This is what I said:
I would like to briefly touch on 3 areas of concern at both the provincial and local levels regarding healthcare and the upcoming budget.
First I would like to speak about Healthcare Premiums. Ever since the Premier announced that the government would be looking at alternative revenue streams, murmurs of the return of healthcare premiums have become louder and louder. We are opposed to the re-institution of healthcare premiums as a source of revenue for a number of reasons.
Since healthcare has been shown to be the primary concern of the majority of Albertans, they may tolerate the reintroduction of premiums if they are under the impression that the premiums are tied to the provision and accessibility of healthcare. They may assume that their premiums will be used towards healthcare costs, but that is not the case. The $1 billion in revenue from premiums would most probably go into the general revenue fund, as it did in the past.
The Premier campaigned on a promise of no new taxes, but healthcare premiums are just that, a regressive tax that unfairly burdens low and middle income families. For example, under the old premium plan someone who earned $50,000/yr with 4 children paid the same as someone who earned $500,000/yr with no children.
Rather than making an unpopular, but more equitable decision to institute a progressive income tax, the government is counting on Albertan’s need and desire for a functioning healthcare system to force us to swallow the bitter pill of healthcare premiums. They will do this rather than return to a progressive income tax or restructure natural resource royalties and risk the loss of the support of the wealthy who finance their party and campaigns.
Secondly, I would like to suggest the use of efficiencies & accountability in AHS management and administration as a cost saving measure, rather than front-line staff bearing the brunt of potential cuts after the budget comes down in March with it’s expected shortfall. This is especially timely after the recent news reports regarding the shameful use of AHS expense accounts and consequential unaccounted for funds.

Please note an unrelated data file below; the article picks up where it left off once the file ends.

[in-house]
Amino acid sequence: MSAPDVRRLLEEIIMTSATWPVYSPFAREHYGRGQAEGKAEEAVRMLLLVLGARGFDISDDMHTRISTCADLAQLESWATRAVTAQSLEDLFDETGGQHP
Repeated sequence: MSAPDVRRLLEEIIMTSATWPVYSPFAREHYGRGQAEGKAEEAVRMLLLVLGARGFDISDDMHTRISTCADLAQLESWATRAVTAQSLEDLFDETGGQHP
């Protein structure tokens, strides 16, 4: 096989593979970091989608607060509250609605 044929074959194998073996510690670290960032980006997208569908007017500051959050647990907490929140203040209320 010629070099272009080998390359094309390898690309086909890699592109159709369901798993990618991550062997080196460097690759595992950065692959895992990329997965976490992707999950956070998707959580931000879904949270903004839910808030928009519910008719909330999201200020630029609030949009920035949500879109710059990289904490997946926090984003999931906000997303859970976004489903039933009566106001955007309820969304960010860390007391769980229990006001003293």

I’m concerned that rather than trimming the fat of their own administration, AHS will make cuts to doctors, nurses and beds. Particularly as Minister of Finance Doug Horner has left those decisions up to the AHS management, even after their mishandling of funds. I feel more and more every day that we have a government that wants to wash it’s hands of the task of governing: by contracting, by outsourcing, by privatizing, and by offloading to non-profit organizations, the responsibility they have to the taxpaying constituents who employ them.
The creation of Alberta Health Services was the Conservative’s great plan to create an efficient system, but it has instead been a fiasco, causing more controversy and inefficiency than when local boards oversaw the administration of the healthcare system.
Thirdly, I would like to mention two local healthcare topics. First is the promised but never delivered detox centre. A local detox centre was first discussed in 2004, and 9 years later it would appear that we are little closer to it happening than when it was first discussed. The original hospital expansion plans approved by the government had 14 detox in-hospital beds. That hospital expansion has been scaled back by more than half from it’s original $420 million pricetag, and the Hospital Detox beds were cut in the new expansion plans. Health Minister Fred Horne has confirmed that AHS is considering a site, but Alberta Infrastructure says that no decisions have been made and that site options are still being considered. A plan was approved in 2010 and an announcement made in 2011 that we would be getting six residential detox beds and 12 residential treatments beds ready by 2013. As you well know, it’s now 2013 and there is still no treatment facility. We understand that the implementation of a new facility and program take time, but we are the only city of this size in the province without a facility or program of this nature.
Finally, as is probably the case in most communities in Alberta, we have a shortage of family physicians and general practitioners. What we see as a result of this is lengthy wait times at both walk-in clinics and the ER, since patients who cannot access care under a family physician resort to the ER to obtain medical care.
The province’s unresolved conflict with Alberta doctors is not going to improve the current situation. We need resolution and an agreement so that plans can be instituted for creating a system where everyone can access timely and thorough medical care.
|Here I am with NDP leader, Brian Mason|
after the presentations.
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